Tips for your MIT Club/ Ed-Board Photo Shoot

A friend of mine wanted to know how best to dress for an upcoming photo session he is to take part in. WHAT IN THE WORLD to Wear? He despaired as he fidgeted nervously about the fast approaching event.

Creating a perfect portrait takes a little planning. Fine portraiture captures facial expressions and mood, while clothing, accessories and props are secondary and shouldn’t create any distractions. Careful choice of these will avoid dating your portraits.

Source: Mostlylisa

How you dress for your session will set the tone for your portraits (of course!). The first question I asked him was what style of portrait do you want?

Classic or Modern.

Style: Classic

A portrait that never goes out of style… a portrait that a viewer would have a hard time telling when in time the portrait was made.  Simple is best.  Classic, non-trendy clothing will do the trick… Avoid logos, stripes or busy patterns.  Consider the location that this portrait will be displayed… choose colors that are pleasing with that background.

Style: Modern Colorful Portrait

Bring out your bright, colorful clothing… whatever you LOVE.  This type of clothing helps create a work of art that would brighten any fun room.  Anything goes with this type of portrait!  Bring anything that is “you” and bring anything that defines you!  A skateboard, a soccer ball, your pet hamster… whatever- this session is fun and about you- bring it on.

Most important note about clothing:  The most important thing is that you feel wonderful and comfortable in what you are wearing!  Your portrait should be a reflection of you!

Here are some fashion tips for your portrait session:

A casual portrait can work as well !


Wear natural makeup but go for more of an evening look. If your makeup is too light, you may look a bit washed out, however, don’t overdo it! Use a little extra mascara to make eyes stand out and a soft colored lip gloss for a bit of color.

Use your usual style for your portraits; don’t try new hair styles or hair colors for your


Make sure you are freshly shaved. The “five o’clock shadow” is one of the hardest things to retouch. Shave right before your portrait appointment or bring your cordless shaver to the studio.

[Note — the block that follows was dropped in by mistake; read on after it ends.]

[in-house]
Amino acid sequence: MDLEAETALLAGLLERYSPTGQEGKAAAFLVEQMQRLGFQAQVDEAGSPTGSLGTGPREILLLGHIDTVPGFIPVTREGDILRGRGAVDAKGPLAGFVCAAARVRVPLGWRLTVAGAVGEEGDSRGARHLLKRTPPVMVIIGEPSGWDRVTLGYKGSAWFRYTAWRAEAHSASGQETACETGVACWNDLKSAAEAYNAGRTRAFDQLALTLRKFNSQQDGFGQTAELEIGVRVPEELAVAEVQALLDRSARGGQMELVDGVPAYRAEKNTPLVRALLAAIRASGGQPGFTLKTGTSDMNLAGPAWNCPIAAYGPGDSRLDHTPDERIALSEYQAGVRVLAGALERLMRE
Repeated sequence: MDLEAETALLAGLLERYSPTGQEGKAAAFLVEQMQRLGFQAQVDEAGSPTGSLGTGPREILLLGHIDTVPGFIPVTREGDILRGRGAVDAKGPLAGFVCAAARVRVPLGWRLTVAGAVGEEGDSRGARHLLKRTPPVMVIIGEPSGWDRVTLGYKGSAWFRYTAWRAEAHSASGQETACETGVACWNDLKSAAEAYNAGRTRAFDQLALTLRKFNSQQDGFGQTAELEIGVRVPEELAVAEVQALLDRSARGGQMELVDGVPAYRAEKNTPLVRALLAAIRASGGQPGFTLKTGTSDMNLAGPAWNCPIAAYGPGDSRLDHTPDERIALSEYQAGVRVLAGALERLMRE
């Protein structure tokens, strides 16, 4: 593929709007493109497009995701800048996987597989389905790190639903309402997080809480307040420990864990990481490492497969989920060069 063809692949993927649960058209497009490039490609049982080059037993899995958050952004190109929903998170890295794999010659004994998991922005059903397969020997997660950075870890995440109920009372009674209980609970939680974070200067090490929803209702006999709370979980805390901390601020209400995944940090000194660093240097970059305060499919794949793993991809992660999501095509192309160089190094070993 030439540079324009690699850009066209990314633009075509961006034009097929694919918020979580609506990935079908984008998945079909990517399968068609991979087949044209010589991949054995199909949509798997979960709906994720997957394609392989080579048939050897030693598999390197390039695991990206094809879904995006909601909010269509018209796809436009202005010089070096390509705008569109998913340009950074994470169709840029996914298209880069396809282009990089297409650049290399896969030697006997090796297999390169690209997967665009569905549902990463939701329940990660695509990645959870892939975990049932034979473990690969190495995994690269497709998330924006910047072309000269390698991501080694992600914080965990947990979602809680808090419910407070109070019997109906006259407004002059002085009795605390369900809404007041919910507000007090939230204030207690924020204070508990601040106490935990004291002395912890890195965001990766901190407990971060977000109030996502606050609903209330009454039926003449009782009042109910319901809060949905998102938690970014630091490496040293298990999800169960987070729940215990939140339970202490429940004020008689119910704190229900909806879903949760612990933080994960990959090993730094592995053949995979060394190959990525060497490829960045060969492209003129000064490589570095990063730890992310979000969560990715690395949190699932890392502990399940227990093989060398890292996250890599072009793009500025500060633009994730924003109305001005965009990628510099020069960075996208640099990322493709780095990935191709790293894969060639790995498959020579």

Avoid a fresh haircut. If you need a haircut, have it done 2 weeks before your appointment.

For a Group Photo:

Choose a uniform attire for your group portrait

 Try something thematic. If your group represents a particular field, try dressing uniformly with matching attire and props used in your particular area of work. For example if yours is an automobile designing/testing group, bring in a car and dress in mechanic overalls. Or try to go for a retro/gothic/artsy look. This will work best only if all the members in the group are comfortable with it!

Black and White Photos
The real colors you wear is not important. However, avoid outfits that are predominantly black or white. Remember the image will only show black, white and grey. Mixing tones and textures makes a more interesting black and white image. Clothing with lots of texture (corduroy, flannel, denim, will) look great in black and white. Layers always add a classy look to black and white images


If you normally wear glasses, they should be part of your portrait. We control the reflections to the best of our ability by adjusting your pose, but sometimes it’s impossible to eliminate glasses glare. If you have thick lenses or have had severe reflection problems in the past, you may want to ask your optometrist to loan you a frame with no lenses for your portrait.

Some Final Thoughts


Don’t worry because of blemishes or if you are waiting for a tan. Retouching is available these days and color will be added naturally.

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